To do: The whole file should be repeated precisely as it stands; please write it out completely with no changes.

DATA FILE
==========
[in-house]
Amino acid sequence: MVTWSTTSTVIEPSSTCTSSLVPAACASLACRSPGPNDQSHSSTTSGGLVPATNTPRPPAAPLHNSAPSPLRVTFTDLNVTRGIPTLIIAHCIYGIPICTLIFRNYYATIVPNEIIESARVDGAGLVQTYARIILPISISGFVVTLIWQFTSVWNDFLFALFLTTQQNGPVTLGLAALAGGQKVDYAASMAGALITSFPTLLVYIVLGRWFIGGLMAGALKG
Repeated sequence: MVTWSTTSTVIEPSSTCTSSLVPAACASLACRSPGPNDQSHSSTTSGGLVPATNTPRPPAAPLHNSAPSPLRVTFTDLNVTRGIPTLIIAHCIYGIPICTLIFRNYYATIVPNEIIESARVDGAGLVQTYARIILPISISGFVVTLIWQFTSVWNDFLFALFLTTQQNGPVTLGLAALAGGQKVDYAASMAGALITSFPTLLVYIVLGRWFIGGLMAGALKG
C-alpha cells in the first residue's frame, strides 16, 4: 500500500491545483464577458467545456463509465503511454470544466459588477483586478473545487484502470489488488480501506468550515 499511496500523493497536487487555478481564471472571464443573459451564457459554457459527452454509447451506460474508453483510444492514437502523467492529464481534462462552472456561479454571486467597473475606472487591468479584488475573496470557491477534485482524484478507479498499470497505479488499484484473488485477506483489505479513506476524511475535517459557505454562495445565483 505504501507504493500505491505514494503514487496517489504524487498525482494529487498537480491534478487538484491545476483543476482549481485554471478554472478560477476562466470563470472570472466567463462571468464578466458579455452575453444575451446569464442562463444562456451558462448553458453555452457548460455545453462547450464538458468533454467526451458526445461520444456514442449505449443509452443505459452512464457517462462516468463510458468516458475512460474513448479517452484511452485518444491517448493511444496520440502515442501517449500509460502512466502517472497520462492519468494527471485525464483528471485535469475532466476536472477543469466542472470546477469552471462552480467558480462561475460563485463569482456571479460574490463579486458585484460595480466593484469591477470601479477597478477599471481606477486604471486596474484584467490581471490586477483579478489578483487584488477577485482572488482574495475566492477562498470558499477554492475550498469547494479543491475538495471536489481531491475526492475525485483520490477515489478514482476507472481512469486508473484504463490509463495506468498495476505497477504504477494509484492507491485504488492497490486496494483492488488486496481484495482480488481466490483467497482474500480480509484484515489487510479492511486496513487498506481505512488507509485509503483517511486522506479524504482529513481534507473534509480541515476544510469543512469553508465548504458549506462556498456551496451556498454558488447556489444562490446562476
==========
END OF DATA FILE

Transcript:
[in-house]
Amino acid sequence: MVTWSTTSTVIEPSSTCTSSLVPAACASLACRSPGPNDQSHSSTTSGGLVPATNTPRPPAAPLHNSAPSPLRVTFTDLNVTRGIPTLIIAHCIYGIPICTLIFRNYYATIVPNEIIESARVDGAGLVQTYARIILPISISGFVVTLIWQFTSVWNDFLFALFLTTQQNGPVTLGLAALAGGQKVDYAASMAGALITSFPTLLVYIVLGRWFIGGLMAGALKG
Repeated sequence: MVTWSTTSTVIEPSSTCTSSLVPAACASLACRSPGPNDQSHSSTTSGGLVPATNTPRPPAAPLHNSAPSPLRVTFTDLNVTRGIPTLIIAHCIYGIPICTLIFRNYYATIVPNEIIESARVDGAGLVQTYARIILPISISGFVVTLIWQFTSVWNDFLFALFLTTQQNGPVTLGLAALAGGQKVDYAASMAGALITSFPTLLVYIVLGRWFIGGLMAGALKG
C-alpha cells in the first residue's frame, strides 16, 4: 500500500491545483464577458467545456463509465503511454470544466459588477483586478473545487484502470489488488480501506468550515 499511496500523493497536487487555478481564471472571464443573459451564457459554457459527452454509447451506460474508453483510444492514437502523467492529464481534462462552472456561479454571486467597473475606472487591468479584488475573496470557491477534485482524484478507479498499470497505479488499484484473488485477506483489505479513506476524511475535517459557505454562495445565483 505504501507504493500505491505514494503514487496517489504524487498525482494529487498537480491534478487538484491545476483543476482549481485554471478554472478560477476562466470563470472570472466567463462571468464578466458579455452575453444575451446569464442562463444562456451558462448553458453555452457548460455545453462547450464538458468533454467526451458526445461520444456514442449505449443509452443505459452512464457517462462516468463510458468516458475512460474513448479517452484511452485518444491517448493511444496520440502515442501517449500509460502512466502517472497520462492519468494527471485525464483528471485535469475532466476536472477543469466542472470546477469552471462552480467558480462561475460563485463569482456571479460574490463579486458585484460595480466593484469591477470601479477597478477599471481606477486604471486596474484584467490581471490586477483579478489578483487584488477577485482572488482574495475566492477562498470558499477554492475550498469547494479543491475538495471536489481531491475526492475525485483520490477515489478514482476507472481512469486508473484504463490509463495506468498495476505497477504504477494509484492507491485504488492497490486496494483492488488486496481484495482480488481466490483467497482474500480480509484484515489487510479492511486496513487498506481505512488507509485509503483517511486522506479524504482529513481534507473534509480541515476544510469543512469553508465548504458549506462556498456551496451556498454558488447556489444562490446562476